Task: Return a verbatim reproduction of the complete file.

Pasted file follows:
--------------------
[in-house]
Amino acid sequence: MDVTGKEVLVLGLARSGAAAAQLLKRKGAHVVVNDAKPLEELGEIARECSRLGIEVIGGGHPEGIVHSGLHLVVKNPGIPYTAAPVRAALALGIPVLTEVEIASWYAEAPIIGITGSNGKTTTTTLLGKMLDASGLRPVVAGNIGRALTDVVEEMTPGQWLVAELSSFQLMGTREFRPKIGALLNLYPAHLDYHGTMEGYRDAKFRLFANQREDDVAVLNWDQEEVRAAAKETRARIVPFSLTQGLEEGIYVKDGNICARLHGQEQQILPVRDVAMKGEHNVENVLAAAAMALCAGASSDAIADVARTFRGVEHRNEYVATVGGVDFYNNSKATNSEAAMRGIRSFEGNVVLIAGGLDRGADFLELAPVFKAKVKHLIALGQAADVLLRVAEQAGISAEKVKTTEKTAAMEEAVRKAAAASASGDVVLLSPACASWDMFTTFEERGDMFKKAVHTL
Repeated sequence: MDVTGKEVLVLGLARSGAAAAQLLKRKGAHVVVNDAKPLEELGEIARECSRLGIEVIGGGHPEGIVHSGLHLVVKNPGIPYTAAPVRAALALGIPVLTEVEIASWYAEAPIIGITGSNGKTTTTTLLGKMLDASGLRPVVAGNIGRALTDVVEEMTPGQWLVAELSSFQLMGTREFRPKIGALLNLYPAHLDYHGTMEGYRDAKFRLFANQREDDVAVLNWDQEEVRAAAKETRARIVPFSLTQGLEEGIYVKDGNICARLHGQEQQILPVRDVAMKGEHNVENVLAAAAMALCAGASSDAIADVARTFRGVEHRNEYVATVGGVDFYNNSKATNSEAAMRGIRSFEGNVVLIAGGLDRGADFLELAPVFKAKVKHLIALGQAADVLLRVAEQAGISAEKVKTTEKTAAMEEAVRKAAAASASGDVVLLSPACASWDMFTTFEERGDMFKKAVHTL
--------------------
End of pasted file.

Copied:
[in-house]
Amino acid sequence: MDVTGKEVLVLGLARSGAAAAQLLKRKGAHVVVNDAKPLEELGEIARECSRLGIEVIGGGHPEGIVHSGLHLVVKNPGIPYTAAPVRAALALGIPVLTEVEIASWYAEAPIIGITGSNGKTTTTTLLGKMLDASGLRPVVAGNIGRALTDVVEEMTPGQWLVAELSSFQLMGTREFRPKIGALLNLYPAHLDYHGTMEGYRDAKFRLFANQREDDVAVLNWDQEEVRAAAKETRARIVPFSLTQGLEEGIYVKDGNICARLHGQEQQILPVRDVAMKGEHNVENVLAAAAMALCAGASSDAIADVARTFRGVEHRNEYVATVGGVDFYNNSKATNSEAAMRGIRSFEGNVVLIAGGLDRGADFLELAPVFKAKVKHLIALGQAADVLLRVAEQAGISAEKVKTTEKTAAMEEAVRKAAAASASGDVVLLSPACASWDMFTTFEERGDMFKKAVHTL
Repeated sequence: MDVTGKEVLVLGLARSGAAAAQLLKRKGAHVVVNDAKPLEELGEIARECSRLGIEVIGGGHPEGIVHSGLHLVVKNPGIPYTAAPVRAALALGIPVLTEVEIASWYAEAPIIGITGSNGKTTTTTLLGKMLDASGLRPVVAGNIGRALTDVVEEMTPGQWLVAELSSFQLMGTREFRPKIGALLNLYPAHLDYHGTMEGYRDAKFRLFANQREDDVAVLNWDQEEVRAAAKETRARIVPFSLTQGLEEGIYVKDGNICARLHGQEQQILPVRDVAMKGEHNVENVLAAAAMALCAGASSDAIADVARTFRGVEHRNEYVATVGGVDFYNNSKATNSEAAMRGIRSFEGNVVLIAGGLDRGADFLELAPVFKAKVKHLIALGQAADVLLRVAEQAGISAEKVKTTEKTAAMEEAVRKAAAASASGDVVLLSPACASWDMFTTFEERGDMFKKAVHTL